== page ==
Americans Hubbell-Donohue win Skate America ice dance

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LAS VEGAS — Madison Hubbell and Zachary Donohue won the final Skate America of their careers on Sunday by a tiny margin while Canada's Laurence Fournier Beaudry and Nikolaj Sorenson took the bronze.

The U.S. ice dancers maintained their lead from Saturday’s rhythm dance and won the first Grand Prix of the figure skating season with a total of 209.54 points. They edged teammates and training mates Madison Chock and Evan Bates, who were second both days to take the silver with 208.23.

Fournier Beaudry and Sorensen, from Montreal, finished third at 190.13.

They also won bronze at both their Grand Prix assignments two seasons ago. The Canadians did not have any Grand Prix opportunities last season due to the pandemic.

The Canadians ranked fourth in the free dance but held on to third place Sunday by a mere 0.44 points over Olivia Smart and Adrian Diaz of Spain.

‘’It was so great to be back in international competition with an audience,’’ said Sorensen. ‘’We really felt them with us in both programs and it gave us the energy to produce two clean skates.’’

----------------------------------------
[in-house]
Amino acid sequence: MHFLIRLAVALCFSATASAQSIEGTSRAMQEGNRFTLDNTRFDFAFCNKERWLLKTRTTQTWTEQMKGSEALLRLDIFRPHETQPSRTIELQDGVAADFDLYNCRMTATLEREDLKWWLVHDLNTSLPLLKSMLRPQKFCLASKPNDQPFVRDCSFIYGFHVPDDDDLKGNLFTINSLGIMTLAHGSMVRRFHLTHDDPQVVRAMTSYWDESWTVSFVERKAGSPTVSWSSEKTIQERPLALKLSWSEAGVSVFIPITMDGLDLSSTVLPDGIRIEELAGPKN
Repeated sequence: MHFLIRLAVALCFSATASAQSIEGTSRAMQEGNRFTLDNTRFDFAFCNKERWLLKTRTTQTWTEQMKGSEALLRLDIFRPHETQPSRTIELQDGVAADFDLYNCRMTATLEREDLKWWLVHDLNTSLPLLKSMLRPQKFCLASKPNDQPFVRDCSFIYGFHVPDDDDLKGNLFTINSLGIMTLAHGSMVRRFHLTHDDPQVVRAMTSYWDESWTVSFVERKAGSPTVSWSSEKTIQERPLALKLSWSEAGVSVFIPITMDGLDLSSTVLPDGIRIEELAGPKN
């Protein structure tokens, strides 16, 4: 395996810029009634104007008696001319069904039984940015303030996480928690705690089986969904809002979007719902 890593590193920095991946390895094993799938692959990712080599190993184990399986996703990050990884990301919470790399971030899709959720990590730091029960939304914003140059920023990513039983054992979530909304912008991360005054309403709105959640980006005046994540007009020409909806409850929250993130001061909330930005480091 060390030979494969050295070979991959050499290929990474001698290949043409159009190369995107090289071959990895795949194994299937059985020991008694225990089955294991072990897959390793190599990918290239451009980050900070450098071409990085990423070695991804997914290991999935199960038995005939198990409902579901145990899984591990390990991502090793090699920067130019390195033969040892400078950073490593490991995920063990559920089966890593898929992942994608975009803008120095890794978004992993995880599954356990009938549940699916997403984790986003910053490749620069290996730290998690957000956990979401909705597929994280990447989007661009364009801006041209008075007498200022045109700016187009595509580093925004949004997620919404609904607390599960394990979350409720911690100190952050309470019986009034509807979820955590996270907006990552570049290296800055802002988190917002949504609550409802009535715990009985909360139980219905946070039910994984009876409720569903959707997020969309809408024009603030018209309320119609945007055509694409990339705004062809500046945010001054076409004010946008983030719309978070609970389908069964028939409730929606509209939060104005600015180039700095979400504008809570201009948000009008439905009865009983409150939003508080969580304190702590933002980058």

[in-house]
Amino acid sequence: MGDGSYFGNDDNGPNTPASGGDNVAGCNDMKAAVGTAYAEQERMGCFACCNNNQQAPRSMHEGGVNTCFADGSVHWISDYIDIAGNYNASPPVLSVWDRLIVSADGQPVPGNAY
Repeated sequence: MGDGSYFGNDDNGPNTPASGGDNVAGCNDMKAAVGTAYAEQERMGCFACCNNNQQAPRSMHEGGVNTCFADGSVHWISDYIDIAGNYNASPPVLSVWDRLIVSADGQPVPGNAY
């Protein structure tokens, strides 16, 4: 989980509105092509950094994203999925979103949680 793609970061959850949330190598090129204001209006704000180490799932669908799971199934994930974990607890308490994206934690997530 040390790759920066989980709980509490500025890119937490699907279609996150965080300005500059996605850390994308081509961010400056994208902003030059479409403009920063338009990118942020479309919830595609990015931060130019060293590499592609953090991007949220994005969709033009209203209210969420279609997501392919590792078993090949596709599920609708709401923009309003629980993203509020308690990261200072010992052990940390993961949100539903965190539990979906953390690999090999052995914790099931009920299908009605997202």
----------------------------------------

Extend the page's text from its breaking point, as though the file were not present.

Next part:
The top four teams are coached by Marie-France Dubreuil, Patrice Lauzon and Romain Haguenauer at the Ice Academy of Montreal.

Hubbell and Donohue, fourth at their Olympic debut four years ago, have vowed this will be their final season, meaning they will retire from competition after either the Beijing Olympics in February or the world championships in March.

They are the only ice dance team to win medals at each of the last three world championships and are among the favorites to reach the Olympic podium.

Their win at Orleans Arena is their fourth in a row at Skate America, tying them with 2014 Olympic champions and fellow Americans Meryl Davis and Charlie White for the longest ice dance win streak in the event’s history.

Carolane Soucisse of Chateauguay, Que., and Shane Firus of North Vancouver were seventh.

The next stop on the circuit is Skate Canada International beginning Friday in Vancouver.

With files from The Canadian Press.

The Associated Press

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